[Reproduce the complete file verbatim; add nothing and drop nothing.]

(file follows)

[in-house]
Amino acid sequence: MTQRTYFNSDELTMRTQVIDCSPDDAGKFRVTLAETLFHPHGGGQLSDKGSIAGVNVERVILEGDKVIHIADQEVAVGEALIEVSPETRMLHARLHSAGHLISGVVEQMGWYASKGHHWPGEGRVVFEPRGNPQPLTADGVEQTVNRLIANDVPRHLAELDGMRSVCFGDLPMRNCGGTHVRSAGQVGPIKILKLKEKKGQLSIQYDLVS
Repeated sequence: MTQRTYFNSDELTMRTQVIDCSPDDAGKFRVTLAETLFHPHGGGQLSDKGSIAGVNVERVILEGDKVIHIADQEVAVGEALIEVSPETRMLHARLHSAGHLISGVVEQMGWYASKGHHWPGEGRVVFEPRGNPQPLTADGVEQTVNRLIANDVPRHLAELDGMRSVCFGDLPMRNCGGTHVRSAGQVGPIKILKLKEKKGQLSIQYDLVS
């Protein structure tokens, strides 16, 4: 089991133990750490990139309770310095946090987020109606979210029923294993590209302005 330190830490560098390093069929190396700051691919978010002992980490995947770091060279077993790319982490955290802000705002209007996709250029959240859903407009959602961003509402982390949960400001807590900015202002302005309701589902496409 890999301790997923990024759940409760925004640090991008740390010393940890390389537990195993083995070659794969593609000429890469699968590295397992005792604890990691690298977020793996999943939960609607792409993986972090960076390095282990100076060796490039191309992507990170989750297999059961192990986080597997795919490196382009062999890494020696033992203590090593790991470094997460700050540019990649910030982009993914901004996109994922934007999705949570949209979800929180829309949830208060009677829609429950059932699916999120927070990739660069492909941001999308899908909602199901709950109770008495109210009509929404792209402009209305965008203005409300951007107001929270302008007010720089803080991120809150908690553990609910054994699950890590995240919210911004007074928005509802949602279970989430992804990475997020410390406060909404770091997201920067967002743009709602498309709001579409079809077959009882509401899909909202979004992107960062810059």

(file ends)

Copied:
[in-house]
Amino acid sequence: MTQRTYFNSDELTMRTQVIDCSPDDAGKFRVTLAETLFHPHGGGQLSDKGSIAGVNVERVILEGDKVIHIADQEVAVGEALIEVSPETRMLHARLHSAGHLISGVVEQMGWYASKGHHWPGEGRVVFEPRGNPQPLTADGVEQTVNRLIANDVPRHLAELDGMRSVCFGDLPMRNCGGTHVRSAGQVGPIKILKLKEKKGQLSIQYDLVS
Repeated sequence: MTQRTYFNSDELTMRTQVIDCSPDDAGKFRVTLAETLFHPHGGGQLSDKGSIAGVNVERVILEGDKVIHIADQEVAVGEALIEVSPETRMLHARLHSAGHLISGVVEQMGWYASKGHHWPGEGRVVFEPRGNPQPLTADGVEQTVNRLIANDVPRHLAELDGMRSVCFGDLPMRNCGGTHVRSAGQVGPIKILKLKEKKGQLSIQYDLVS
């Protein structure tokens, strides 16, 4: 089991133990750490990139309770310095946090987020109606979210029923294993590209302005 330190830490560098390093069929190396700051691919978010002992980490995947770091060279077993790319982490955290802000705002209007996709250029959240859903407009959602961003509402982390949960400001807590900015202002302005309701589902496409 890999301790997923990024759940409760925004640090991008740390010393940890390389537990195993083995070659794969593609000429890469699968590295397992005792604890990691690298977020793996999943939960609607792409993986972090960076390095282990100076060796490039191309992507990170989750297999059961192990986080597997795919490196382009062999890494020696033992203590090593790991470094997460700050540019990649910030982009993914901004996109994922934007999705949570949209979800929180829309949830208060009677829609429950059932699916999120927070990739660069492909941001999308899908909602199901709950109770008495109210009509929404792209402009209305965008203005409300951007107001929270302008007010720089803080991120809150908690553990609910054994699950890590995240919210911004007074928005509802949602279970989430992804990475997020410390406060909404770091997201920067967002743009709602498309709001579409079809077959009882509401899909909202979004992107960062810059």